The current generation of console games has introduced us to an absolute ton of new third-person shooter franchises. Some have been great, while others have fallen flat on their faces. At GDC, developer Insomniac Games allowed us to go hands-on with Fuse, a title that the company hopes will land firmly in the former category.
At first glance, Fuse is rather familiar shooter fare: A group of four gun-toting badasses, a futuristic setting, and more rounds of ammo than you can shake a machine gun at. The game’s story revolves around an alien energy source called (you guessed it) fuse. Fuse is amazingly powerful stuff, and has a wide array of military applications. As such, weapons that use fuse are oftentimes much more powerful than their lead-firing counterparts.
In the 20 or so minutes that I had with the game, Insomniac CEO Ted Price and I led a co-op assault on some well-equipped space soldiers in an attempt to reacquire some stolen fuse-powered gear. This portion of the game was clearly chosen to showcase the gunplay and combat, and was very light on meaningful plot points.
At its core, Fuse is a cover-based shooter, and the weapons – especially those that use the fuse material – are a ton of fun to use. In our demo, the enemy A.I. was sharp enough to flank and create a couple of tense firefights, and after being downed by enemy fire both my computer-controlled teammates and my real-life partner were quick to rush in for a revive.
Each of the four playable characters – which you can switch between with a simple press of a button – has a unique fuse ability, adding a welcome bit of strategy to the otherwise straightforward skirmishes. Dalton, for example, can create a massive shield which deflects enemy fire, but allows teammates to still shoot through from behind. As he provides cover for the group, you can essentially unleash a hail of gunfire while remaining impervious to attacks from your foes.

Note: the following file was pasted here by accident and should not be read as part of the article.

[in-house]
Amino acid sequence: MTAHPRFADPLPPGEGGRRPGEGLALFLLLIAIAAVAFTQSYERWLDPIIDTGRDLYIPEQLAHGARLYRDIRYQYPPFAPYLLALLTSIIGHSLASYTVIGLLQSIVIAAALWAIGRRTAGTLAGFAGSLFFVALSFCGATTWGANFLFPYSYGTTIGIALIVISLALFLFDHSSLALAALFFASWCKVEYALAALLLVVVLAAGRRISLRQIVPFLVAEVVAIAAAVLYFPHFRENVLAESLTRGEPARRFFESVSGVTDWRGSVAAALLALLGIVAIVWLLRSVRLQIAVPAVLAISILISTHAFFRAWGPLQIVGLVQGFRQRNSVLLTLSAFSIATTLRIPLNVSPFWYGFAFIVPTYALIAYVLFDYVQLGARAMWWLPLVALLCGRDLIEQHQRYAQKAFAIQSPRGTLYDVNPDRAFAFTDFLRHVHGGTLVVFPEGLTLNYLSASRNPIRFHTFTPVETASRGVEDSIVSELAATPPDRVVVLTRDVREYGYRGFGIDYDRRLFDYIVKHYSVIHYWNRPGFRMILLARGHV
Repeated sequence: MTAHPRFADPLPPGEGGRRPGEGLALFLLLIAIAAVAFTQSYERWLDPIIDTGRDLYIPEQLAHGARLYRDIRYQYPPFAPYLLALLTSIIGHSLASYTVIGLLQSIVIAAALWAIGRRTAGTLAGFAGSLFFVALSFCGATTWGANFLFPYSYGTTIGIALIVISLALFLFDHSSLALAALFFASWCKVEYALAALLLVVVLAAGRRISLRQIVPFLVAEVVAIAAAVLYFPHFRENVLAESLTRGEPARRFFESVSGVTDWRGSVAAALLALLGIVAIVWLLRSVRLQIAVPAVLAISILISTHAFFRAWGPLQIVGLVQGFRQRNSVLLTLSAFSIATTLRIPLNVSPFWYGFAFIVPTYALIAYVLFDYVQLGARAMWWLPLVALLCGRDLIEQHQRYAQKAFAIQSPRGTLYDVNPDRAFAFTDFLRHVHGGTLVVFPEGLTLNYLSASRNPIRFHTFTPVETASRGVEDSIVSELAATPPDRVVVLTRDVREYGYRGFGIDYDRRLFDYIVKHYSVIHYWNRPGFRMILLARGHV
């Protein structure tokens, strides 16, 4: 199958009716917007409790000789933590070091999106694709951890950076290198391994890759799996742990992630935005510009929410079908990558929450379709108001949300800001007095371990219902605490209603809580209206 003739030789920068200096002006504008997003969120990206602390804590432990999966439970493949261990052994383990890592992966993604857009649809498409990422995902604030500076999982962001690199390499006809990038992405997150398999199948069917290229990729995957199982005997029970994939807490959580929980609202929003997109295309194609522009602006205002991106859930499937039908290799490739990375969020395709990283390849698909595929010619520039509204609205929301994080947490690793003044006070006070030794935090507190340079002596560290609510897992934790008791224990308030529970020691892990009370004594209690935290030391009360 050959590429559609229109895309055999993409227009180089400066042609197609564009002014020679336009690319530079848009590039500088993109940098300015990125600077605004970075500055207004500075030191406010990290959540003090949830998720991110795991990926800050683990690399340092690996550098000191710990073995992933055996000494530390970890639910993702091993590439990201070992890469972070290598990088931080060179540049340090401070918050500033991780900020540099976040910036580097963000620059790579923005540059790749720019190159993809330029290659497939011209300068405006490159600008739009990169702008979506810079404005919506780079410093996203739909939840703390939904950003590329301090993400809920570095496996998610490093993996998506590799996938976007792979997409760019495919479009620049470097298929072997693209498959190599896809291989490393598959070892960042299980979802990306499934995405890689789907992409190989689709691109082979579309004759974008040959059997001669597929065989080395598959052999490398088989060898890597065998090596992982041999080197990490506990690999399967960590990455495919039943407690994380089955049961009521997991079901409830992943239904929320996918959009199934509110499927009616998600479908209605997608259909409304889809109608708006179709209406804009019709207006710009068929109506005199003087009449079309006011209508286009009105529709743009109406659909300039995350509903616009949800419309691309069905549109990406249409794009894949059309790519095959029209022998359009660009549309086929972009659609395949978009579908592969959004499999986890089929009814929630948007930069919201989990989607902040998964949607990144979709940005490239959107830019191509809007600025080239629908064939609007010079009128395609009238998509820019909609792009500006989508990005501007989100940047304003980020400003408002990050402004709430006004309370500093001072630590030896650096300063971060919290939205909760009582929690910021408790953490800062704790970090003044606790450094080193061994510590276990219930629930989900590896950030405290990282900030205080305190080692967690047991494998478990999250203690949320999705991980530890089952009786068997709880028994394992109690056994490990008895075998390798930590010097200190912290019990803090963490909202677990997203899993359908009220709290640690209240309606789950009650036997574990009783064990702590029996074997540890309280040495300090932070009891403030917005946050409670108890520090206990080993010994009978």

While I was just playing with one other live human being at the time, I can imagine that the strategic elements of the fighting increases exponentially when you have a full party of four. Speaking of playing with friends, Fuse will feature 100% drop-in/drop-out co-op, so you never need to worry about a friend progressing through the story on their own to the point where you can no longer join them.
With all of this going for it – as well as a graphics engine that made the visuals on the Xbox 360 version we were playing detailed to the point where I thought objects on the walls were important, rather than simply decoration – Fuse could prove to be a top-shelf offering. However, the thing that is going to set this title apart from Fracture, Inversion, and other promising third-person shooters that eventually fell flat, is its story.
On the narrative front, the hands-on demo didn’t impress or disappoint, but instead it kind of skipped any meaningful story elements entirely. Yes, there is banter between the group members, and in the short cut scenes the voice acting was rather well done, but without knowing at least a sizable chunk of the backstory or learning the motivations that led your team into its current predicament, a verdict obviously can’t be rendered.
Those of you who have followed the saga of Fuse already know that the game was originally announced under the title Overstrike. The initial trailer for Overstrike appeared very tongue-in-cheek, and while it was heavy on action, it was light on drama. Fuse appears to be headed in the opposite direction, with a darker tone and an overall emphasis on realism over the cartoony, campy style of Overstrike.
I can’t help but wonder why the decision was made to change the feel of the game, but at the moment I can’t honestly tell whether it was a good call or a misstep, though I will say that I think it’s going to be harder to impress gamers with Fuse now that we’ve all seen what it originally was.
With the exception of the fuse abilities, the game does feel a tad generic, so it’ll be interesting to see if the final product can set itself apart from the mountains of almost-great shooters and give us an experience we haven’t had before.